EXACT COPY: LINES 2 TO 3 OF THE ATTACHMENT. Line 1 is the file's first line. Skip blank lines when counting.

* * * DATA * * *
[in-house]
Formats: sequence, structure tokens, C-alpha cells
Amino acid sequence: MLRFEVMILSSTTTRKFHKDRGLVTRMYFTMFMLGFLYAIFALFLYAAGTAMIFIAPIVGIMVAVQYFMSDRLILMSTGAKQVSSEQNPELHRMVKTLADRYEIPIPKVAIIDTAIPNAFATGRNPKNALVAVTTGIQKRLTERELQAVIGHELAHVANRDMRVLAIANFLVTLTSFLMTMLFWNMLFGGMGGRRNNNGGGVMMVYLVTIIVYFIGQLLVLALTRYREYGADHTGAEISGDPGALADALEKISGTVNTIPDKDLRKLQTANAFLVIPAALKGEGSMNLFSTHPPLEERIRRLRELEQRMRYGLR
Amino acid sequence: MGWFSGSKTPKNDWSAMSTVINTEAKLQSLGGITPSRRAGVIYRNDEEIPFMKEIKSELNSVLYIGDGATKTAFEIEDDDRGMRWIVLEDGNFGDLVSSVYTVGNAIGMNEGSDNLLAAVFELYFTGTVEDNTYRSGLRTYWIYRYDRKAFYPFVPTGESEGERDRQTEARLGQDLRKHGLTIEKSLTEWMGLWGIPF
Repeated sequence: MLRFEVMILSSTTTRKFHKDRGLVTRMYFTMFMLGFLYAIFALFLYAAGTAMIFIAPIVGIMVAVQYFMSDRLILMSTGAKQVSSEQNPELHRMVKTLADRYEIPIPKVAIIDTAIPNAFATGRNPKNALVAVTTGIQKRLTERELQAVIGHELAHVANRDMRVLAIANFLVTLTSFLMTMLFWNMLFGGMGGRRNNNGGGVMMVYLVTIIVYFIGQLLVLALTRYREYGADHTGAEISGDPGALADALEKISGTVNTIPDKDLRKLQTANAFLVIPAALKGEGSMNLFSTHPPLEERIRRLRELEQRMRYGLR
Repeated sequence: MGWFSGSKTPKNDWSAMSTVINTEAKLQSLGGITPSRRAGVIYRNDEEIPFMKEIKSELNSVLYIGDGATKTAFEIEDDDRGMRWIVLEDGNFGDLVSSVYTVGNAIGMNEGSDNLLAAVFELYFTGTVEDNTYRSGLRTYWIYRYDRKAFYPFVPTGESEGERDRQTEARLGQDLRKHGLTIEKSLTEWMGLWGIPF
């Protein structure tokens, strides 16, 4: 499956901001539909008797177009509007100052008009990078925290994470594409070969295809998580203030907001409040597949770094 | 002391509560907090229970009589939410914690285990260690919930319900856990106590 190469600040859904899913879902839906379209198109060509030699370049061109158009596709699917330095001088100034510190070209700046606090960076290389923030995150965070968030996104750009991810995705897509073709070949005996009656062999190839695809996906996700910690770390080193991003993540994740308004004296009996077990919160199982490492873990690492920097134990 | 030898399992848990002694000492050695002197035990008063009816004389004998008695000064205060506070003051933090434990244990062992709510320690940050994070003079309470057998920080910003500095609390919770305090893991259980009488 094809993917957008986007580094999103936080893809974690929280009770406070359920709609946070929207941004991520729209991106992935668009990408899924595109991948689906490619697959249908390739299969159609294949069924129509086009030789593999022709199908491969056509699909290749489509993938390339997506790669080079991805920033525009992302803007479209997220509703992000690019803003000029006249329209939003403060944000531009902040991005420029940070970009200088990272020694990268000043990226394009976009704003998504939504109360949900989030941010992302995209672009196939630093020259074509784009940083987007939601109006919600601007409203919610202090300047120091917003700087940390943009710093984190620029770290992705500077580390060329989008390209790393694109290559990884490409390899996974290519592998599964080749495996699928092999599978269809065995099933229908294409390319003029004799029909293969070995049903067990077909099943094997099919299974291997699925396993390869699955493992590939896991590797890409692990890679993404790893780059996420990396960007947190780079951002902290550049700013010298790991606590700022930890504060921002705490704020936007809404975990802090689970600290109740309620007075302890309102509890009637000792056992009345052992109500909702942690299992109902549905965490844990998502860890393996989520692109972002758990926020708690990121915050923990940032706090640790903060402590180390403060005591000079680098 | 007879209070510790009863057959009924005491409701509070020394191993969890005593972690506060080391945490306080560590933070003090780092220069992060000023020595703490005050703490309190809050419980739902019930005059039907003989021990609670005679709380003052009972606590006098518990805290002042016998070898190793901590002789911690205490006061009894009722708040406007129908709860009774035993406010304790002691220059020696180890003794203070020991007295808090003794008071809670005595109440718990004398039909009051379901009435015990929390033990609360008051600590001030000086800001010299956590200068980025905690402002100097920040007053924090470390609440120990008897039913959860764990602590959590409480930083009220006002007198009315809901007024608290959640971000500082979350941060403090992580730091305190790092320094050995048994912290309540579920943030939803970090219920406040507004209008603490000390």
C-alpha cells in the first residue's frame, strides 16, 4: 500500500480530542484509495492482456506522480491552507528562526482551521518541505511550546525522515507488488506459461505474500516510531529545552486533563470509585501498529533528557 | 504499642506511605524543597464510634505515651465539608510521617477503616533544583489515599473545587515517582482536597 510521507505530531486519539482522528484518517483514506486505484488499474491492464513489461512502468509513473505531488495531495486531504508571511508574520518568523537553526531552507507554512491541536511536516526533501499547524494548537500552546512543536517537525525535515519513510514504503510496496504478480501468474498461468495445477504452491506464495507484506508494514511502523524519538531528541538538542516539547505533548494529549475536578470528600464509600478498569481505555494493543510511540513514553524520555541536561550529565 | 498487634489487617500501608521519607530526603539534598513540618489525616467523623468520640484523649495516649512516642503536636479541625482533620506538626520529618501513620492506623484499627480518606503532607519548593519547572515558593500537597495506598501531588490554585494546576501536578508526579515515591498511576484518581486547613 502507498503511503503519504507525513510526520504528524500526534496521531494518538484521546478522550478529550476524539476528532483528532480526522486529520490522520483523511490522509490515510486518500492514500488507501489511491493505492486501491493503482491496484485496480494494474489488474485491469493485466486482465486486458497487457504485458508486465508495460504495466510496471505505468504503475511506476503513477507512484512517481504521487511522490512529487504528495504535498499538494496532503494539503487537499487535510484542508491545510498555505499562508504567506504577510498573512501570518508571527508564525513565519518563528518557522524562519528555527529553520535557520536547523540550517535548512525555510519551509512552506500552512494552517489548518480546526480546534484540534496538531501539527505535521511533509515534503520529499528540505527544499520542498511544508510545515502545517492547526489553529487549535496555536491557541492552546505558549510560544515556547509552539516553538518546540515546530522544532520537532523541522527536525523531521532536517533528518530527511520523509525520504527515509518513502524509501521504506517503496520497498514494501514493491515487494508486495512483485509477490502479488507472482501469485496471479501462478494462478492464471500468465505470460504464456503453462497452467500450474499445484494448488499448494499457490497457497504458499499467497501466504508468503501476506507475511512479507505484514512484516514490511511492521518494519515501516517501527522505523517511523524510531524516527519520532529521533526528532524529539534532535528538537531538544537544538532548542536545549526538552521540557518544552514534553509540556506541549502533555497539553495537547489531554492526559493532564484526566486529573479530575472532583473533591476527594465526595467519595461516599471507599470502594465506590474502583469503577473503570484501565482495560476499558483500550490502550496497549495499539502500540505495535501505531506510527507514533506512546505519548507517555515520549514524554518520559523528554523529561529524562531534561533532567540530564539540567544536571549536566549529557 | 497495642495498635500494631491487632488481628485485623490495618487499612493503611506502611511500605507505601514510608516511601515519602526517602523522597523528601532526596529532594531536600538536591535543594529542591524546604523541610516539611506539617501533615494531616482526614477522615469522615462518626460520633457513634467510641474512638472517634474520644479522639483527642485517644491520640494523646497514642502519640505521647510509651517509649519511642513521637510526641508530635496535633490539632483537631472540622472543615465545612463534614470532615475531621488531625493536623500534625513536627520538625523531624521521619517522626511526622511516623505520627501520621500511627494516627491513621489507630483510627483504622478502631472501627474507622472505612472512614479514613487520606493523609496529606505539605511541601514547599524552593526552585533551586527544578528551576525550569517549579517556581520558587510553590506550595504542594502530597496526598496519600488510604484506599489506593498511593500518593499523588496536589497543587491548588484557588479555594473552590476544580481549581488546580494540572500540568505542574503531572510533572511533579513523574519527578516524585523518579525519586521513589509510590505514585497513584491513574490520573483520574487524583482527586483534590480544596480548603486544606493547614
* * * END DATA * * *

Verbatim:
Formats: sequence, structure tokens, C-alpha cells
Amino acid sequence: MLRFEVMILSSTTTRKFHKDRGLVTRMYFTMFMLGFLYAIFALFLYAAGTAMIFIAPIVGIMVAVQYFMSDRLILMSTGAKQVSSEQNPELHRMVKTLADRYEIPIPKVAIIDTAIPNAFATGRNPKNALVAVTTGIQKRLTERELQAVIGHELAHVANRDMRVLAIANFLVTLTSFLMTMLFWNMLFGGMGGRRNNNGGGVMMVYLVTIIVYFIGQLLVLALTRYREYGADHTGAEISGDPGALADALEKISGTVNTIPDKDLRKLQTANAFLVIPAALKGEGSMNLFSTHPPLEERIRRLRELEQRMRYGLR